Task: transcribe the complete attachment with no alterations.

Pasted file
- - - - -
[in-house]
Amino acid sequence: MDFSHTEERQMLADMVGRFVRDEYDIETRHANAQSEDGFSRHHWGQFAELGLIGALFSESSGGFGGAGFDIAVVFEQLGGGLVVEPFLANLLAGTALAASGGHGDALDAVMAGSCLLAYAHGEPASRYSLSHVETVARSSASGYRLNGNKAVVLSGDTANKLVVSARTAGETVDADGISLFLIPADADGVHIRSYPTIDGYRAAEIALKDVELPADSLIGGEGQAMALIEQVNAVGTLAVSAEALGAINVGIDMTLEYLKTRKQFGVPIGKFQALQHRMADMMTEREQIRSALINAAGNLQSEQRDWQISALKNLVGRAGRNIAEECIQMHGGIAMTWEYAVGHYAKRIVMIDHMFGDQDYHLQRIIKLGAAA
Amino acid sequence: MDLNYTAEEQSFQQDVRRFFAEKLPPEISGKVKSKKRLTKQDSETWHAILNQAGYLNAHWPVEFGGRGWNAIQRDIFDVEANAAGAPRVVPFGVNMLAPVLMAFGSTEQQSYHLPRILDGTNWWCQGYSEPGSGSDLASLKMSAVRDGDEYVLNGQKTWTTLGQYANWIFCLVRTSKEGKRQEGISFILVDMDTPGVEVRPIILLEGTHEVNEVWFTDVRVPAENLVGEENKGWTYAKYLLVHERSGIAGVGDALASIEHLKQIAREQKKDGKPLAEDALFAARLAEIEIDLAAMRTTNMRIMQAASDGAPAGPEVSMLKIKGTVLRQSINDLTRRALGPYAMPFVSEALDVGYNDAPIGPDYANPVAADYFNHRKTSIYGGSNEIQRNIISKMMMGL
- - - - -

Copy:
[in-house]
Amino acid sequence: MDFSHTEERQMLADMVGRFVRDEYDIETRHANAQSEDGFSRHHWGQFAELGLIGALFSESSGGFGGAGFDIAVVFEQLGGGLVVEPFLANLLAGTALAASGGHGDALDAVMAGSCLLAYAHGEPASRYSLSHVETVARSSASGYRLNGNKAVVLSGDTANKLVVSARTAGETVDADGISLFLIPADADGVHIRSYPTIDGYRAAEIALKDVELPADSLIGGEGQAMALIEQVNAVGTLAVSAEALGAINVGIDMTLEYLKTRKQFGVPIGKFQALQHRMADMMTEREQIRSALINAAGNLQSEQRDWQISALKNLVGRAGRNIAEECIQMHGGIAMTWEYAVGHYAKRIVMIDHMFGDQDYHLQRIIKLGAAA
Amino acid sequence: MDLNYTAEEQSFQQDVRRFFAEKLPPEISGKVKSKKRLTKQDSETWHAILNQAGYLNAHWPVEFGGRGWNAIQRDIFDVEANAAGAPRVVPFGVNMLAPVLMAFGSTEQQSYHLPRILDGTNWWCQGYSEPGSGSDLASLKMSAVRDGDEYVLNGQKTWTTLGQYANWIFCLVRTSKEGKRQEGISFILVDMDTPGVEVRPIILLEGTHEVNEVWFTDVRVPAENLVGEENKGWTYAKYLLVHERSGIAGVGDALASIEHLKQIAREQKKDGKPLAEDALFAARLAEIEIDLAAMRTTNMRIMQAASDGAPAGPEVSMLKIKGTVLRQSINDLTRRALGPYAMPFVSEALDVGYNDAPIGPDYANPVAADYFNHRKTSIYGGSNEIQRNIISKMMMGL